Damien Walter said it best with his title in a May 2012 article for The Guardian: “New pulp fictioneers are ready to rock ‘n roll.” As one of these new pulp fictioneers myself, having written a sequel to Philip José Farmer’s novel Two Hawks from Earth, I know how thrilling, but also how daunting, it can be to enter a world of established fandom. The fact that I was a woman writing the follow-up story to a man who was named a Grand Master by the Science Fiction & Fantasy Writers of America added an extra burden to my writing. My editors at Meteor House assured me I would be fine by respecting the fans, knowing Farmer’s canon, and telling the best story I could. Turns out they were right – the novel was a hit. In fact, Meteor House has asked me to write more books in the Two Hawks world, and guess what? No one blinked an eye that I was a woman.
The pulp fandom has truly been one of the most welcoming that I’ve experienced in any genre. Readers and collectors are enthusiastic and smart and just happy to have great content, whether it be from long-established cross-over writers like Nebula and Hugo Award-winning author Mike Resnick and Bram Stoker and Edgar Award-winning author Joe. R. Lansdale or from the newest fictioneers, which include even more women and diverse writers than before.
“Historically,” says Mike Chomko, programming and marketing director for PulpFest, “many of the leading writers of pulp fiction have been men: Dashiell Hammett, H. P. Lovecraft, and so on. The Shadow, Doc Savage, and Conan, three of the best-known characters to emerge from the pulps, were created by men. Female writers, however, have always been writing pulp fiction. The love and romance magazines, largely written and read by women, were the largest-selling pulp magazines of their time. But there were also women writing in the more male-oriented genres: Francis Stevens, C. L. Moore, and Leigh Brackett readily come to mind.” Many women, like Nancy Hansen, J.H. Moncrieff, and Andrea Judy, have more recently joined the pulp ranks via their creations within the new pulp trend.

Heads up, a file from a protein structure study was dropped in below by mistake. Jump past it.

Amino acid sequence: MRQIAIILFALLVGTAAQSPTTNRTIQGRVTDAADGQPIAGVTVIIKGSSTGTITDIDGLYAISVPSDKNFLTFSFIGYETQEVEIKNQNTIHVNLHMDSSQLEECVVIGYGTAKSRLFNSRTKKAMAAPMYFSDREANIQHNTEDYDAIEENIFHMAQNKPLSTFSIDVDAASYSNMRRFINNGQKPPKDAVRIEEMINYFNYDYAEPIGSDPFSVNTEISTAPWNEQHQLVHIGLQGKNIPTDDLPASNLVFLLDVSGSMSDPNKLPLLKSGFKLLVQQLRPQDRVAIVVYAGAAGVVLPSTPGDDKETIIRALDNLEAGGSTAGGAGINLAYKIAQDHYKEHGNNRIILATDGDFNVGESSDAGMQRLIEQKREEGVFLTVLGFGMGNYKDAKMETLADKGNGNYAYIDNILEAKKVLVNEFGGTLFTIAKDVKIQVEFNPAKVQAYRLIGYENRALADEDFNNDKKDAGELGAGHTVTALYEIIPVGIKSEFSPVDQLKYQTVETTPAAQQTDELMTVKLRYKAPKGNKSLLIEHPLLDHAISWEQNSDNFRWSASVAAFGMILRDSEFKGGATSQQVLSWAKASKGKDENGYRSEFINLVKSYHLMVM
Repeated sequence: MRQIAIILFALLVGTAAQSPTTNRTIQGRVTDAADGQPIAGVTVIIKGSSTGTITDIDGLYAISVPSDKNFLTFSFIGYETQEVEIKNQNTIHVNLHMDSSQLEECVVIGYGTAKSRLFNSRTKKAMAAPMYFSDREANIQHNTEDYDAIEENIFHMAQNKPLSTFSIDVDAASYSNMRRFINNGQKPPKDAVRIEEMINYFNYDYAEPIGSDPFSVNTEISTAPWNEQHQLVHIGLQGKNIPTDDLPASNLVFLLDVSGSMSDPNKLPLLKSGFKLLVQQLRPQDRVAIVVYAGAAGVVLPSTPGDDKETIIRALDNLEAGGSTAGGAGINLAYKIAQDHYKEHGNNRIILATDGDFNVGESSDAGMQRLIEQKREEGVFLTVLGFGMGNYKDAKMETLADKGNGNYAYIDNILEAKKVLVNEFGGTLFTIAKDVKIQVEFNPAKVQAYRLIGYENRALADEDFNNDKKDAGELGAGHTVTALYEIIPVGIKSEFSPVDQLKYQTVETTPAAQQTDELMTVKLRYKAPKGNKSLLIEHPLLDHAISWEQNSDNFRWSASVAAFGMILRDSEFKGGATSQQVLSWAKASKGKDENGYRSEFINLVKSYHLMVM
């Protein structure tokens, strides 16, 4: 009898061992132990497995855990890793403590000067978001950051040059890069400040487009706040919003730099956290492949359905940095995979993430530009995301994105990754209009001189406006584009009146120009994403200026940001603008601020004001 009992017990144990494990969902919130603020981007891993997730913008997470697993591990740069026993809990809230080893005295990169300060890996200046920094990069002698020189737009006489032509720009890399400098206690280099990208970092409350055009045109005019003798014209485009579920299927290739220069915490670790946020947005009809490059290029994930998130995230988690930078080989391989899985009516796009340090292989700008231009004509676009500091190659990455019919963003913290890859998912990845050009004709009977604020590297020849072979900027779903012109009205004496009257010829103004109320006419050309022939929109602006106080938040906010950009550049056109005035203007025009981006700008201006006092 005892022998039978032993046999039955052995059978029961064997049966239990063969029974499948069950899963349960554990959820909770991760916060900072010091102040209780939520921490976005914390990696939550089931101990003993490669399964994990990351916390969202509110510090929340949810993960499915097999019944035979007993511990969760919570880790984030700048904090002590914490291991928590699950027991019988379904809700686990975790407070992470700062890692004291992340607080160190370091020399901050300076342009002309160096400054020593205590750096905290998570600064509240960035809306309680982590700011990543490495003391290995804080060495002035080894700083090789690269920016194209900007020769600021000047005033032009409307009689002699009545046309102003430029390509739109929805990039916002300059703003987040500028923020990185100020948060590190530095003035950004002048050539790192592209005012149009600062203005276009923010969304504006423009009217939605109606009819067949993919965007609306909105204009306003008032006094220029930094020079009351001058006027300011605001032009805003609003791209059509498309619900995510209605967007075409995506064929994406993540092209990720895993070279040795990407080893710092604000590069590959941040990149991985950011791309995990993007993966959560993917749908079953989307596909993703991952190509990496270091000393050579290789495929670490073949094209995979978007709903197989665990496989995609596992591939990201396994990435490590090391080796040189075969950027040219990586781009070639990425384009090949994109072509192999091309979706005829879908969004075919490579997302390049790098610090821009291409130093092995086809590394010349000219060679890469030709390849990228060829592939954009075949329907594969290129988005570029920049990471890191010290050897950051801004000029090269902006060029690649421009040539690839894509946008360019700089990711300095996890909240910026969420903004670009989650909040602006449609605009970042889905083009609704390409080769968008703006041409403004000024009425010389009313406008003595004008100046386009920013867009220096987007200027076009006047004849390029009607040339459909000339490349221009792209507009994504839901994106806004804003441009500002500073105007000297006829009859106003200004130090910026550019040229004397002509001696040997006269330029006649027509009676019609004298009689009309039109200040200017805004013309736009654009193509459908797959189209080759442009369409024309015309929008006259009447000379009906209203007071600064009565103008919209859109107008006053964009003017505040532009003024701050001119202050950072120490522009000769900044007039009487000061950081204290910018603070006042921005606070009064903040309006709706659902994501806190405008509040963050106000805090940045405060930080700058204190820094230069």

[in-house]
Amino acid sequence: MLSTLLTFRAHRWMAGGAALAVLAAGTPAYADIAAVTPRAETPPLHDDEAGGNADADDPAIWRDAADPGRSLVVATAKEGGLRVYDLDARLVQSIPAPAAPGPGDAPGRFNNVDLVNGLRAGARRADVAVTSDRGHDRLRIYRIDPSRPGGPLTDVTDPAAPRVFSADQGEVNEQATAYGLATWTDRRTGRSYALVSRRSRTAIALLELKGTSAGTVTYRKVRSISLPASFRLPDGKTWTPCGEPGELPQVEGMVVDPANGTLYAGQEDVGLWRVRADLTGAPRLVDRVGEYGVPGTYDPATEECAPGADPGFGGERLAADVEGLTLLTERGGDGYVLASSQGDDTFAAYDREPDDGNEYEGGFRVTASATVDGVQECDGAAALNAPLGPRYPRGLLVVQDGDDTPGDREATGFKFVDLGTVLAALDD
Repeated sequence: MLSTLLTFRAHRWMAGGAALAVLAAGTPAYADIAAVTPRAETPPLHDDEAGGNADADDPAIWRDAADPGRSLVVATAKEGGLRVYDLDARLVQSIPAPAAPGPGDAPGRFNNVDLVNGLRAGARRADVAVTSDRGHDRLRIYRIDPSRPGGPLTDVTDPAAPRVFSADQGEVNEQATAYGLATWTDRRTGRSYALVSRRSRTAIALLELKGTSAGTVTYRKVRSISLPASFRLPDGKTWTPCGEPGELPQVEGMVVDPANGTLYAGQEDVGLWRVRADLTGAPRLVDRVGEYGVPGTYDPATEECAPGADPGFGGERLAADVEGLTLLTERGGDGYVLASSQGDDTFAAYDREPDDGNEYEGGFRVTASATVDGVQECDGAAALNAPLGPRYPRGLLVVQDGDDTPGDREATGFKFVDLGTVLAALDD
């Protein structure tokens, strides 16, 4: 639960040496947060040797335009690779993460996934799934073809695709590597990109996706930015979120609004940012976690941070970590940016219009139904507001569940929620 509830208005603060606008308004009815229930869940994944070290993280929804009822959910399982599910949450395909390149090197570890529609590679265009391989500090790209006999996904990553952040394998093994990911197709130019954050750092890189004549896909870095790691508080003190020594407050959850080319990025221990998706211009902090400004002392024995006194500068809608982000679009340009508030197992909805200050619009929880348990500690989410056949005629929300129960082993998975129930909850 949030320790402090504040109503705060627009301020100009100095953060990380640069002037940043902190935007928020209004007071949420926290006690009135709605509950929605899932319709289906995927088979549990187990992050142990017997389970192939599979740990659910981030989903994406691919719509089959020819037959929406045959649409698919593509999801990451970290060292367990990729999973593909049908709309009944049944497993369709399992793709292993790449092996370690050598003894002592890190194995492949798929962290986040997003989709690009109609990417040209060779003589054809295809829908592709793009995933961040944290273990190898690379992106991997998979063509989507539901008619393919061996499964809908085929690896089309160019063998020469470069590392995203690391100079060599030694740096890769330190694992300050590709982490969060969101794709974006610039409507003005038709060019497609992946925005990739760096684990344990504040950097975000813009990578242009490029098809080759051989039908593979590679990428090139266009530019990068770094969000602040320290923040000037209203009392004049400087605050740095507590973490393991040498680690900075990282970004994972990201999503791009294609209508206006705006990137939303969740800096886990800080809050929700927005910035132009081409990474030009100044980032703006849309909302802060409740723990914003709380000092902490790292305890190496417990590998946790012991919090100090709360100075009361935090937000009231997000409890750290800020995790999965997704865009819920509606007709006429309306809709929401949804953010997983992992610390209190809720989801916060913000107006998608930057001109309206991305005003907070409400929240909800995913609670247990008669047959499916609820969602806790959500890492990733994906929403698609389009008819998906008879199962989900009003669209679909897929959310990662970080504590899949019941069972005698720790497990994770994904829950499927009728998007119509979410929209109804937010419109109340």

And it isn’t only women who are gaining in representation. Look at the many Best Of lists on Goodreads for new pulp and black pulp, and you’ll often see diverse authors like Jemir Robert Johnson, Derrick Ferguson, and even New York Times best-selling author Walter Mosley at the top. John Edward Lawson, publisher at Raw Dog Screaming Press and Dog Star Books and vice president of Diverse Writers & Artists of Speculative Fiction, agrees. “I look at some of our own writers who have been mentioned in new pulp circles, like K. Ceres Wright, Lee Murray, and Dan Rabarts, but also authors who have done some work within the genre, like Maurice Broaddus, Barbara Duran, and Naomi Hirahara, and think about how good stories, especially the adventurous kind, span cultures and genders.”
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Broaddus, author of the Knights of Breton Court trilogy from Angry Robot Books, agrees. “I bring my truth to stories. I was a reader first. Fantasy, crime, horror, science fiction, history, mysteries. So when I approach fiction, I don’t worry about the category I’m writing in. I blend the things I love. I think that genre bending, that cross-pollination, adds a fresh dimension to our stories. But I add all of that and tell those stories through who I am. My culture, my worldview, my history, my authentic truth, because that’s what makes me human. And in the end, stories are about our humanity and that’s what we all can relate to.”